Uvalde, Texas, school police chief resigns from city council amid backlash over shooting response

The sheriff of the Uvalde, Texas school district has resigned from the City Council just weeks after being sworn in following allegations that he erred in the Robb Elementary School mass shooting that left 19 students students and two teachers were killed.

Pete Arredondo said in a letter Friday that he has decided to step down in the city’s interest and “to minimize further distractions.” He was elected to the council on May 7 and was sworn in on May 31, just a week after the massacre, in a closed ceremony.

“The mayor, city council and city staff must keep moving forward to unite our community once again,” Arredondo said in his resignation, first reported by Uvalde Leader-News.

Arredondo, who has been on administrative leave from his district position since June 22, has repeatedly declined requests for comment from the Associated Press. His attorney, George Hyde, did not immediately respond to email requests for comment on Saturday.

On June 21, the City Council voted unanimously to deny Arredondo a leave of absence from appearing at public meetings. Relatives of the shooting victims pleaded with city leaders to fire him.

A campaign sign for Arredondo is seen in Uvalde on May 29. (Veronica G. Cardenas / Reuters)

Uvalde City Council published Arredondo’s resignation letter on Saturday, after city officials received notification of his intention to resign by email, but did not comment further.

A representative for Uvalde Mayor Don McLaughlin did not respond to the AP’s request for comment.

Police response called ‘cancellation failure’

Colonel Steven McCraw, the director of the Texas Department of Public Safety, said during a state Senate hearing last month that Arredondo – the commanding officer on the spot – made a “terrible decision” when the massacre took place. on May 24 and the police response was a “disastrous failure.”

Three minutes after 18-year-old Salvador Ramos entered the school, fully armed law enforcement arrived to stop the gunman, McCraw said. However, police officers armed with rifles stood and waited in the school corridor for more than an hour while the gunman carried out the massacre. The classroom door could not be locked from the inside, but there was no indication that officers attempted to open the door while the gunman was inside, McCraw said.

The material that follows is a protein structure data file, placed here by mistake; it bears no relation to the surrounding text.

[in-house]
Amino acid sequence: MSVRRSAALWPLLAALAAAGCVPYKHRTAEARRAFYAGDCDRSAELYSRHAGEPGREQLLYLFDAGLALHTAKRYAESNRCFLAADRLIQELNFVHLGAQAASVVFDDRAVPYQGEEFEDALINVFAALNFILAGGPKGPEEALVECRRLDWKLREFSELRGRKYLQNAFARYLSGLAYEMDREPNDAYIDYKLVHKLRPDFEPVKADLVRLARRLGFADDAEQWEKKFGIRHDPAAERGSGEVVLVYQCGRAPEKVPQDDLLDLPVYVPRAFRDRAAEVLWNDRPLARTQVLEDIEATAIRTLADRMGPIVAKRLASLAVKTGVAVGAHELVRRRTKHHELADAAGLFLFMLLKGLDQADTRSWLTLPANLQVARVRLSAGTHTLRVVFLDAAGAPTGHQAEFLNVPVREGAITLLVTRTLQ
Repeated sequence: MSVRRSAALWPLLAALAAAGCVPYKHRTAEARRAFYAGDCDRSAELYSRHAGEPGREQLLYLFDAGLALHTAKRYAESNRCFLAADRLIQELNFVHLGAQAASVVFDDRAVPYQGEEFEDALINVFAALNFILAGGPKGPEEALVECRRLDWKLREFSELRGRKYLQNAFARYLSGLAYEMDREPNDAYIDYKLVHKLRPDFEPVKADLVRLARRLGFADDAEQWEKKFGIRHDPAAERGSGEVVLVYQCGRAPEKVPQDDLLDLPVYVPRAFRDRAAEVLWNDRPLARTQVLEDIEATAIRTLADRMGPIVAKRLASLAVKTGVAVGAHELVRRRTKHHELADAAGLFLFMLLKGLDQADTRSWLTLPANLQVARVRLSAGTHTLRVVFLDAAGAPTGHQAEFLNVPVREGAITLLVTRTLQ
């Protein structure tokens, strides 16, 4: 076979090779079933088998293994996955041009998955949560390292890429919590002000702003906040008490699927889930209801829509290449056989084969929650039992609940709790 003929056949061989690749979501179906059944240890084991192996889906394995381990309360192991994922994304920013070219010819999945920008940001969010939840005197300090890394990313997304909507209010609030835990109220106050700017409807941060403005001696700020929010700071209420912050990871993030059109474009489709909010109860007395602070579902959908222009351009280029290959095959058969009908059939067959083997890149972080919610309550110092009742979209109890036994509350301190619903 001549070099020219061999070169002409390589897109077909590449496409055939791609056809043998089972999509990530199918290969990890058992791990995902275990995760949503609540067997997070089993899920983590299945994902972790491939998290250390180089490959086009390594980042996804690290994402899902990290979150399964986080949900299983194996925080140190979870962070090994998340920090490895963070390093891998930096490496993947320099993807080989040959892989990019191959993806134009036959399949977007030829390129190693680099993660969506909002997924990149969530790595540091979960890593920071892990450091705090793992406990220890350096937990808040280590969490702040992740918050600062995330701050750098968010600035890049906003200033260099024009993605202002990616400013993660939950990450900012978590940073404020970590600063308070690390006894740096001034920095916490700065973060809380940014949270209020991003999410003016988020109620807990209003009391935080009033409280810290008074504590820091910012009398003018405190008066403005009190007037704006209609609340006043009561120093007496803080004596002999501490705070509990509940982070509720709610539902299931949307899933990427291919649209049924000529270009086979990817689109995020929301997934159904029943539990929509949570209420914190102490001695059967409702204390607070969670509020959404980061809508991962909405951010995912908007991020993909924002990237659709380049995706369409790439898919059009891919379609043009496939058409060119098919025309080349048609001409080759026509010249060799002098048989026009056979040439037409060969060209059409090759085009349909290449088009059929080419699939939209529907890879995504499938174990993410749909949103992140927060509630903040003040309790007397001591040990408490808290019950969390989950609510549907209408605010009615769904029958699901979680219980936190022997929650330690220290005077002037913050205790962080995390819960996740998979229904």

McCraw said parents pleaded with police outside the school to move in and students inside the classroom repeatedly pleaded for help from 911 operators while more than a dozen officers waited in the hallways. . Officials from other agencies urged Arredondo to let them move in because the children were in danger.

“The only thing stopping the passage of dedicated officers into rooms 111 and 112 was the commander on the scene, who decided to put the lives of the officers before the lives of the children,” McCraw said. .

Arredondo has tried to defend his actions, telling the Texas Tribune that he does not consider himself the commander in charge of operations and that he believes someone has controlled the response of law enforcement. He said he didn’t have a police station or a school radio but he used his cell phone to call in tactical gear, snipers and classroom keys.

Children run to safety after escaping from a window during a mass shooting at Robb Elementary School on May 24. (Pete Luna / Uvalde Leader-News / Reuters)

It remains unclear why it took police so long to enter the classroom, how they communicated with each other during the attack, and what their body cameras showed.

Officials declined to release further details, citing the investigation.

Arredondo, 50, grew up in Uvalde and has spent most of his nearly 30-year career in law enforcement in the city.

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